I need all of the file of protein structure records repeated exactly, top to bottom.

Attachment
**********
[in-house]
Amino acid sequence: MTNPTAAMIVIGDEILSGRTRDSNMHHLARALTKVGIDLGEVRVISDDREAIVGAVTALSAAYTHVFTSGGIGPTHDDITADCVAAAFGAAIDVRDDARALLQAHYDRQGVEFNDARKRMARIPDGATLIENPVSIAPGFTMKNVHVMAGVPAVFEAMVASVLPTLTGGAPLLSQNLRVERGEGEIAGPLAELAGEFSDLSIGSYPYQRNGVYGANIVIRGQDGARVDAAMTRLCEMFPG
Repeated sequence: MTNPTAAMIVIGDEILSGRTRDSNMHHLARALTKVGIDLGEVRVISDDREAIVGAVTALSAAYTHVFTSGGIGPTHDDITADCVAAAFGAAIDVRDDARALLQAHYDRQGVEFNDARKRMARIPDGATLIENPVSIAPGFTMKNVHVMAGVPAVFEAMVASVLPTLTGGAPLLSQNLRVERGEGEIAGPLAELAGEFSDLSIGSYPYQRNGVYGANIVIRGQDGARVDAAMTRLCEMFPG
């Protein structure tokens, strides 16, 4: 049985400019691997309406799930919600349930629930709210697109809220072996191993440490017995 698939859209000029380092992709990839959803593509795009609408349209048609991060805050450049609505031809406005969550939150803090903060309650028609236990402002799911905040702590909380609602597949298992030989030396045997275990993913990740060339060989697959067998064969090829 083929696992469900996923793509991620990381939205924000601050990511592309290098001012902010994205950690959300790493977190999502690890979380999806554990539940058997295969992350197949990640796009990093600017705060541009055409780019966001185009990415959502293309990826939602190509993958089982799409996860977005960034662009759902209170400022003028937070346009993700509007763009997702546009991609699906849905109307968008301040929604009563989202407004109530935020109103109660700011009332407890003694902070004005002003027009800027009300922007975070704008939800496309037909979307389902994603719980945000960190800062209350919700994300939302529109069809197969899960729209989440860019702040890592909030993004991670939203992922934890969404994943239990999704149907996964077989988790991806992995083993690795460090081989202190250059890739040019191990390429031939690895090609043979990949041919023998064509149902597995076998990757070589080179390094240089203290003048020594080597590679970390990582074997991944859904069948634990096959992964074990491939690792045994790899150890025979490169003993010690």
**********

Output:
[in-house]
Amino acid sequence: MTNPTAAMIVIGDEILSGRTRDSNMHHLARALTKVGIDLGEVRVISDDREAIVGAVTALSAAYTHVFTSGGIGPTHDDITADCVAAAFGAAIDVRDDARALLQAHYDRQGVEFNDARKRMARIPDGATLIENPVSIAPGFTMKNVHVMAGVPAVFEAMVASVLPTLTGGAPLLSQNLRVERGEGEIAGPLAELAGEFSDLSIGSYPYQRNGVYGANIVIRGQDGARVDAAMTRLCEMFPG
Repeated sequence: MTNPTAAMIVIGDEILSGRTRDSNMHHLARALTKVGIDLGEVRVISDDREAIVGAVTALSAAYTHVFTSGGIGPTHDDITADCVAAAFGAAIDVRDDARALLQAHYDRQGVEFNDARKRMARIPDGATLIENPVSIAPGFTMKNVHVMAGVPAVFEAMVASVLPTLTGGAPLLSQNLRVERGEGEIAGPLAELAGEFSDLSIGSYPYQRNGVYGANIVIRGQDGARVDAAMTRLCEMFPG
């Protein structure tokens, strides 16, 4: 049985400019691997309406799930919600349930629930709210697109809220072996191993440490017995 698939859209000029380092992709990839959803593509795009609408349209048609991060805050450049609505031809406005969550939150803090903060309650028609236990402002799911905040702590909380609602597949298992030989030396045997275990993913990740060339060989697959067998064969090829 083929696992469900996923793509991620990381939205924000601050990511592309290098001012902010994205950690959300790493977190999502690890979380999806554990539940058997295969992350197949990640796009990093600017705060541009055409780019966001185009990415959502293309990826939602190509993958089982799409996860977005960034662009759902209170400022003028937070346009993700509007763009997702546009991609699906849905109307968008301040929604009563989202407004109530935020109103109660700011009332407890003694902070004005002003027009800027009300922007975070704008939800496309037909979307389902994603719980945000960190800062209350919700994300939302529109069809197969899960729209989440860019702040890592909030993004991670939203992922934890969404994943239990999704149907996964077989988790991806992995083993690795460090081989202190250059890739040019191990390429031939690895090609043979990949041919023998064509149902597995076998990757070589080179390094240089203290003048020594080597590679970390990582074997991944859904069948634990096959992964074990491939690792045994790899150890025979490169003993010690």